Disney’s West and East Coast parks inspired several southerners to expand their visions, or to create something new entirely. In Arlington, Texas, Angus Wynne founded Six Flags in 1961, with the belief that regional parks would be more accessible and affordable for Texans wishing to be entertained. The first spin-off was Six Flags Over Georgia, which opened in 1967. And in the Tennessee mountains, Dolly Parton also dreamt of creating something with local appeal. “I’ve always joked that I want to be a female Walt Disney,” Parton once said of the inspiration for Dollywood. “In my early days, I thought if I do get successful, I want to come back here and build something special to honor my parents and my people.” In addition to offering concessions and rides, Dollywood promotes traditional Appalachian music and crafts.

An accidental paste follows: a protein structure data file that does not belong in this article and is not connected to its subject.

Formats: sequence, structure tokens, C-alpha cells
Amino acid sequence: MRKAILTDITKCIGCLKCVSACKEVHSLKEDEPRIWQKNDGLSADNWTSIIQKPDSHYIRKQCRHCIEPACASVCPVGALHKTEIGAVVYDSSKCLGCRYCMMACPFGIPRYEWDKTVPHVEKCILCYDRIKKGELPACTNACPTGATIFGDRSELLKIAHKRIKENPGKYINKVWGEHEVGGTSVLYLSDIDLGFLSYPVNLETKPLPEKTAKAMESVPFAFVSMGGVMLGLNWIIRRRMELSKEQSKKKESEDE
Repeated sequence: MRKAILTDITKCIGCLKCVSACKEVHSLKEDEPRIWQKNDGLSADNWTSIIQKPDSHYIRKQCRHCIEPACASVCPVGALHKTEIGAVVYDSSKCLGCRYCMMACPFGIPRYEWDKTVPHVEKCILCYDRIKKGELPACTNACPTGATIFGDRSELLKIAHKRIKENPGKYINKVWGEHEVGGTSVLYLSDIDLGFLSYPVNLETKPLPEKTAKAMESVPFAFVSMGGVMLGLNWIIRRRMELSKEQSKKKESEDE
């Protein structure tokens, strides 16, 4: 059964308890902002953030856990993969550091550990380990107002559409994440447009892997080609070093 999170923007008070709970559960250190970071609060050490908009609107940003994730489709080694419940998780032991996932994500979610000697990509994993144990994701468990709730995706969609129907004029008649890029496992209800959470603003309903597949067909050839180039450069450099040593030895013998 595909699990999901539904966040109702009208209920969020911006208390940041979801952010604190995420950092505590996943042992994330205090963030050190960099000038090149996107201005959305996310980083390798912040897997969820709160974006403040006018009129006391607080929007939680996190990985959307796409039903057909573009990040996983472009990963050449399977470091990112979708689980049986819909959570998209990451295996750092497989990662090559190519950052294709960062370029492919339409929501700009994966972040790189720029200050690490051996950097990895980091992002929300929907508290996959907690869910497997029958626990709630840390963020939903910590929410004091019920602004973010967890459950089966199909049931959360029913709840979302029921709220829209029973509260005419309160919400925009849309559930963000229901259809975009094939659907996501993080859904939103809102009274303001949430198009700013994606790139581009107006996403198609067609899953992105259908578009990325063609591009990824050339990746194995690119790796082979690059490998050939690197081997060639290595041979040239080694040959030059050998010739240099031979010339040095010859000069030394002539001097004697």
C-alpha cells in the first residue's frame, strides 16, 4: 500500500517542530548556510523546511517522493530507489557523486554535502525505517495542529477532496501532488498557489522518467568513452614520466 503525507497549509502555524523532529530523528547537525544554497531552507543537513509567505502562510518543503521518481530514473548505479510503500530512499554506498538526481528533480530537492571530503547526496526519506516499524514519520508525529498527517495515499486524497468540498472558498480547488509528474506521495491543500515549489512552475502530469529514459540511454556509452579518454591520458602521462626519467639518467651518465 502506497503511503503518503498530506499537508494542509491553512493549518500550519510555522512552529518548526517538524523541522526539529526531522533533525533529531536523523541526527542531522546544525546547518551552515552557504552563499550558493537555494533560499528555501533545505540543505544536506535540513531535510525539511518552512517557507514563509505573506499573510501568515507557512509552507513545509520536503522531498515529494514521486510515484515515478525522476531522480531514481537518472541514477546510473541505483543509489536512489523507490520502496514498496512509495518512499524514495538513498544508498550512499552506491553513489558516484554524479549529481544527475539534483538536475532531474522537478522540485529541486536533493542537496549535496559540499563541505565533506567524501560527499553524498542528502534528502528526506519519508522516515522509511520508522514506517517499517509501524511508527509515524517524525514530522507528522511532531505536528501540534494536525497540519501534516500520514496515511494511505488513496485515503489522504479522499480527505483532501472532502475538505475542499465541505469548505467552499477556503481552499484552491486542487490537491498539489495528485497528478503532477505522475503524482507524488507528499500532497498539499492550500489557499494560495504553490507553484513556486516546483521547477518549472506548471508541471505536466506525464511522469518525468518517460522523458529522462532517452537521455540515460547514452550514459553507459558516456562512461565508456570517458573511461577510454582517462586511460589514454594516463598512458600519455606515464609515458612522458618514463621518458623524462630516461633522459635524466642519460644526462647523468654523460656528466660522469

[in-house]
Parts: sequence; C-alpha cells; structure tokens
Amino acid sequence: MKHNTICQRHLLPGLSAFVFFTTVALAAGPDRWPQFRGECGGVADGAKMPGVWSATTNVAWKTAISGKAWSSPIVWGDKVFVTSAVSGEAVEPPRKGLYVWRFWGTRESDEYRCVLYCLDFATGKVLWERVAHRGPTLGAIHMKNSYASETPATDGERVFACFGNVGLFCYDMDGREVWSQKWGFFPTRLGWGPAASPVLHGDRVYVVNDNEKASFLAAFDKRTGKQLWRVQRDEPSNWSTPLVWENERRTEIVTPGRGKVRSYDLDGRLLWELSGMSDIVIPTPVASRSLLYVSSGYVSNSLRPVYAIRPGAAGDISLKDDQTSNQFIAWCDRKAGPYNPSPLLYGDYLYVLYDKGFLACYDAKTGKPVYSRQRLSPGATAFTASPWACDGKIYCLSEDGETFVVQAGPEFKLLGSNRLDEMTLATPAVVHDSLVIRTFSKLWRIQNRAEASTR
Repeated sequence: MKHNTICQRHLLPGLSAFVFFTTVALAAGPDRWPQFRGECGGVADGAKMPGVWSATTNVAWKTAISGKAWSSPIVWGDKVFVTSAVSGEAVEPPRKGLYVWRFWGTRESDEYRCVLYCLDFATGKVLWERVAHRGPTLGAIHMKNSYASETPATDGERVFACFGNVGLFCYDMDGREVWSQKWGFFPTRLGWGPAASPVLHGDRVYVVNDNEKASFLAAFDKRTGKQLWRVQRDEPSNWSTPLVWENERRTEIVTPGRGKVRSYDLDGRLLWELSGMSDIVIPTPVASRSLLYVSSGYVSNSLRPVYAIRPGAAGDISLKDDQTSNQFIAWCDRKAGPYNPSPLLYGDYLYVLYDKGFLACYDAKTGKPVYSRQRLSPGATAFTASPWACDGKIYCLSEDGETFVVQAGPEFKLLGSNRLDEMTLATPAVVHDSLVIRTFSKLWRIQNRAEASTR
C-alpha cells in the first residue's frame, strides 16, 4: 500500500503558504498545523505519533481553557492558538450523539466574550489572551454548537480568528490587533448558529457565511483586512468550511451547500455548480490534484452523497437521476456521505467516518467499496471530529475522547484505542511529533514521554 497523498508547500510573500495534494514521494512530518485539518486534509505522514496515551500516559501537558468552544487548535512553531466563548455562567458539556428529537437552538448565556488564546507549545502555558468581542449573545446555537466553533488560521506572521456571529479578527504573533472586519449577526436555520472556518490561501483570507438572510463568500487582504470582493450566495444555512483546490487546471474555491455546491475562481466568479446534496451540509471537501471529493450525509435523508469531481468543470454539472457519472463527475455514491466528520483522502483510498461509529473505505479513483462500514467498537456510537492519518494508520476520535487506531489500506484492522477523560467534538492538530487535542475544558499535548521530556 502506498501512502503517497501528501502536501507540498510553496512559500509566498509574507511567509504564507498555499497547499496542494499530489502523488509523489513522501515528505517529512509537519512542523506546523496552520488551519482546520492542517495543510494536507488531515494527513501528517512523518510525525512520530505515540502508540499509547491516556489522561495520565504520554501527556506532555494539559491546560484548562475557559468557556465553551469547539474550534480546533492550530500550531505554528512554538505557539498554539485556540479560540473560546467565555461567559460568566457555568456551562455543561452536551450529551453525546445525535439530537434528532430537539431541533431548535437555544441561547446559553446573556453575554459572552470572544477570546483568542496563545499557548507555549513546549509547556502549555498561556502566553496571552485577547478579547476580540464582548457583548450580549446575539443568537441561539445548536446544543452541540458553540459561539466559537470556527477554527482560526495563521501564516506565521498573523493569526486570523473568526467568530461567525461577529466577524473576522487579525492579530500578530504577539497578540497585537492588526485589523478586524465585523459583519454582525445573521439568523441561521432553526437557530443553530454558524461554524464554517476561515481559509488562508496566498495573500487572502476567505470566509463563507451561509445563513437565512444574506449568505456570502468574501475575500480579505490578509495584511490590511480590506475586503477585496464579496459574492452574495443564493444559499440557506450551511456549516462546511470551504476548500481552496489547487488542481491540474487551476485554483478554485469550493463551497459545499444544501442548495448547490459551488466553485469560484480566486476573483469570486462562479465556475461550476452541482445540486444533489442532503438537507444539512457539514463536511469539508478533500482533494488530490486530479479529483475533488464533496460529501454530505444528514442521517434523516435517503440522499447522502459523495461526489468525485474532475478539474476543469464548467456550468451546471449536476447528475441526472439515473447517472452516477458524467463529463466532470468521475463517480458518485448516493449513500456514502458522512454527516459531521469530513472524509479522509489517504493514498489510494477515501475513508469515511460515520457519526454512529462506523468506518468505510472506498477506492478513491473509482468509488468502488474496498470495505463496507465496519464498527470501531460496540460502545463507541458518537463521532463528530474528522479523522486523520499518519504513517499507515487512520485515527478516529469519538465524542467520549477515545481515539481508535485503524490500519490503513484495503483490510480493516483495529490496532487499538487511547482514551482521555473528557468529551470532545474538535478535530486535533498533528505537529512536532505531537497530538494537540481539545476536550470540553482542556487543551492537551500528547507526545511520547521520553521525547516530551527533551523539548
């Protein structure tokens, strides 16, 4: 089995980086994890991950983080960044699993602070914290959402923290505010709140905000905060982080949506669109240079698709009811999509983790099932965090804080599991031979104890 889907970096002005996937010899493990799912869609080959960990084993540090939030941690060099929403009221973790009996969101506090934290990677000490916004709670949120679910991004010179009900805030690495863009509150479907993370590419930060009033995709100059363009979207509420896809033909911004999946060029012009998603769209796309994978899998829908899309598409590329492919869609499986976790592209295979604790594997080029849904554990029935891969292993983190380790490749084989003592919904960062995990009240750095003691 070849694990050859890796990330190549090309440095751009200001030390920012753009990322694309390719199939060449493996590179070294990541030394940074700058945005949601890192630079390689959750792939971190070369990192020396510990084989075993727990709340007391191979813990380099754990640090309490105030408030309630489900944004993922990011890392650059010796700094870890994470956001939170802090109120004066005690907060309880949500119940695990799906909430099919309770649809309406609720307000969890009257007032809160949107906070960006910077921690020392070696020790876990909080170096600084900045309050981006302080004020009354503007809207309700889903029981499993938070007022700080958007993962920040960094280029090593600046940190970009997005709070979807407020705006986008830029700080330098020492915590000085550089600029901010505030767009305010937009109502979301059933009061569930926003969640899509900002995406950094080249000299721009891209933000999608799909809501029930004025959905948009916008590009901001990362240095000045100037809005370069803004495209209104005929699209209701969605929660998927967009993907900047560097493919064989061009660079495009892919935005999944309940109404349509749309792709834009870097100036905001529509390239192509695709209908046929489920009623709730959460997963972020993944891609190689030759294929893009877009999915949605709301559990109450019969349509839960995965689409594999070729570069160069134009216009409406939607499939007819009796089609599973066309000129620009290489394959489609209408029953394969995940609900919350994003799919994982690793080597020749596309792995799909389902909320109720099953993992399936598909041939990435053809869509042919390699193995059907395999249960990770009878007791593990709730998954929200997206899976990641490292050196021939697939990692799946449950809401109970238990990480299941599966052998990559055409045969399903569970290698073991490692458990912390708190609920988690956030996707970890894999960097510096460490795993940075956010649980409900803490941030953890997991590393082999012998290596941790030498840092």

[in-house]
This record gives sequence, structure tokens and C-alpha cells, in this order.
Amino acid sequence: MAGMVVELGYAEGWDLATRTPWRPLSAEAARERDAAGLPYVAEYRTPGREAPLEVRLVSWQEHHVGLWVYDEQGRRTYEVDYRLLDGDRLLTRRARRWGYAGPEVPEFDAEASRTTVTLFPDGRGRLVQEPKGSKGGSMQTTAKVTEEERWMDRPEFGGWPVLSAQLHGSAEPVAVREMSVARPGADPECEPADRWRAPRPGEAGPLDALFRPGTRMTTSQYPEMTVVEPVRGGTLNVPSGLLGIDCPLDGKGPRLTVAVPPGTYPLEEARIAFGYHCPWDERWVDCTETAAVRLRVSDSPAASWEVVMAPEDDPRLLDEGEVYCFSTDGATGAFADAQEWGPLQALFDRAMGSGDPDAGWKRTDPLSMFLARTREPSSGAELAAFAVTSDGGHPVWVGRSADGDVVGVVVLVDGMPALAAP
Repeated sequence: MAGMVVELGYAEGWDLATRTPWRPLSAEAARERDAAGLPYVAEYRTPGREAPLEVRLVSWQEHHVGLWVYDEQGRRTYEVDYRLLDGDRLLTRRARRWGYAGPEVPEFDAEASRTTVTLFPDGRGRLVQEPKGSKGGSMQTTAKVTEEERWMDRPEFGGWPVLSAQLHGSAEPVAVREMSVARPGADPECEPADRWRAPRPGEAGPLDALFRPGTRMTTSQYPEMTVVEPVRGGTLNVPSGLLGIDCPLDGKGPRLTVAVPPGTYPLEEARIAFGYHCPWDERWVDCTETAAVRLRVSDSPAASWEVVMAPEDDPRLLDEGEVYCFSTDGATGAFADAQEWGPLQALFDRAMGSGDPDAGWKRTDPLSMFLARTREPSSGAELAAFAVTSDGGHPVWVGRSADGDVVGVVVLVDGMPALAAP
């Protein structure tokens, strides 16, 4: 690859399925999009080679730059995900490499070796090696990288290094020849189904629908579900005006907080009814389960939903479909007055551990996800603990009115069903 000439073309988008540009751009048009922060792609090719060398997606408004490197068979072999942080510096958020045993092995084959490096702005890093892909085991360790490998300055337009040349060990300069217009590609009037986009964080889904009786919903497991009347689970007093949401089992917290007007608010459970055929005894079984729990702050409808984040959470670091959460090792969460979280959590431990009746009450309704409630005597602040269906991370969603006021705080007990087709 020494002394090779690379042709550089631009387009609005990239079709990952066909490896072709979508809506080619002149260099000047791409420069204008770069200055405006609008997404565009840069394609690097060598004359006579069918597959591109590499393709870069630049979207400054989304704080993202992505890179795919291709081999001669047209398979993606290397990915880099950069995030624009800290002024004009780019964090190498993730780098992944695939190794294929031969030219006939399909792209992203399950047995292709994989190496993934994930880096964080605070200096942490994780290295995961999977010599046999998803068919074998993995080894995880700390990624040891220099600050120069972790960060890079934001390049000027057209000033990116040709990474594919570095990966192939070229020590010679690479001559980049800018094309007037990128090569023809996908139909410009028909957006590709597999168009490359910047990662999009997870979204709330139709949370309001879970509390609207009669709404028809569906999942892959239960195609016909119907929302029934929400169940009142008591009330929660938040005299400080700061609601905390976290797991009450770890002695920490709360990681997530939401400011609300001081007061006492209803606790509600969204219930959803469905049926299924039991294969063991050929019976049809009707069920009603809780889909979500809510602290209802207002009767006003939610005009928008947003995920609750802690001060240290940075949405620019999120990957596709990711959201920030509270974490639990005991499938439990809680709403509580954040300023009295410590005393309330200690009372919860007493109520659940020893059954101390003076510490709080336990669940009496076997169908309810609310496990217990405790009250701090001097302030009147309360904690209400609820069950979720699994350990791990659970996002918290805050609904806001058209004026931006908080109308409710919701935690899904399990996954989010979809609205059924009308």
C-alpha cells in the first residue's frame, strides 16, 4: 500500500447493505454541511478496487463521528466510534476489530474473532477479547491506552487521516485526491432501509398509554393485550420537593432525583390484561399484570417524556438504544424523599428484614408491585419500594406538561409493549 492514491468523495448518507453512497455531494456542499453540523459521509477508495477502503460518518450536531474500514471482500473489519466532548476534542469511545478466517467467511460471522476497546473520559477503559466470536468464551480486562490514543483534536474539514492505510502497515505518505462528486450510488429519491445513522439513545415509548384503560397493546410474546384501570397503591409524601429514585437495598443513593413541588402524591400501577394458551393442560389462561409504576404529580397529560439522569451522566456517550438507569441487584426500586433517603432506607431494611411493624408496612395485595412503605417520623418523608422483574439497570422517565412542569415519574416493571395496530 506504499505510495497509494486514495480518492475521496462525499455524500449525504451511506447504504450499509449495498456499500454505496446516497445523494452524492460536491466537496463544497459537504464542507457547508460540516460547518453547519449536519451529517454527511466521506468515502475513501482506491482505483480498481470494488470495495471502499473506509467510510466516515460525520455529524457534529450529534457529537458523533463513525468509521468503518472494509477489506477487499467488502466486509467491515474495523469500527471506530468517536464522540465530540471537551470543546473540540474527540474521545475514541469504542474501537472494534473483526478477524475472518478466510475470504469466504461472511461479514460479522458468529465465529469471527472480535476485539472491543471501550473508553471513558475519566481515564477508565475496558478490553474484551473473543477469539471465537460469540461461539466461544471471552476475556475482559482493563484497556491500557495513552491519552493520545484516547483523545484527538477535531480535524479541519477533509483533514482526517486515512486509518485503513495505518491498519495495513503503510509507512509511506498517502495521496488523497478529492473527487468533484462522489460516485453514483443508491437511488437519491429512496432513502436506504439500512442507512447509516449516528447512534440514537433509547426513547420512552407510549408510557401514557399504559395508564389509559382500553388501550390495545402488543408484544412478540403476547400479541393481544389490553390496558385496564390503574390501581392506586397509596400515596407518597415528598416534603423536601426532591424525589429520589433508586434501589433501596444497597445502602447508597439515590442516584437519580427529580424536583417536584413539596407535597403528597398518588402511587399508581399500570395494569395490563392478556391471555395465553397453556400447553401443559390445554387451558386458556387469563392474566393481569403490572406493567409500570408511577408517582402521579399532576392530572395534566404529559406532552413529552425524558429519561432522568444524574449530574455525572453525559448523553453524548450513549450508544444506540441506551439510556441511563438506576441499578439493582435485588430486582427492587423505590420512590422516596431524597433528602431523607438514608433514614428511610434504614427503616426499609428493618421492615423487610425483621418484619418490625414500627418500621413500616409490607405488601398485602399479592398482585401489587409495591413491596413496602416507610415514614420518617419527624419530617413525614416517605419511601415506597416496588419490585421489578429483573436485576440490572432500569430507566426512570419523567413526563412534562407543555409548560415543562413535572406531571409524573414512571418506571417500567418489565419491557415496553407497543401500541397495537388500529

Still, Florida leads the way with attractions, counting some of America’s largest and most popular parks—Busch Gardens, SeaWorld, Legoland, and Universal Orlando—among them. As singular destinations shaped by big budgets, such venues helped usher out many of the early roadside stops, which were more often happened upon on meandering drives. Also contributing to the demise of smaller places was the growth of interstate highways, which passed them by entirely. Those that remain, Revels argues, “convey a ‘surprising charm and beauty.’” Across Florida, the jagged-tooth entryway to Gatorland, the teeming Citrus Tower with its panoramic view, and the Sphinx on the strip at Goofy Golf endure as incentives to pull over. And they still entertain.
WEEKI WACHEE SPRINGS
Weeki Wachee, Florida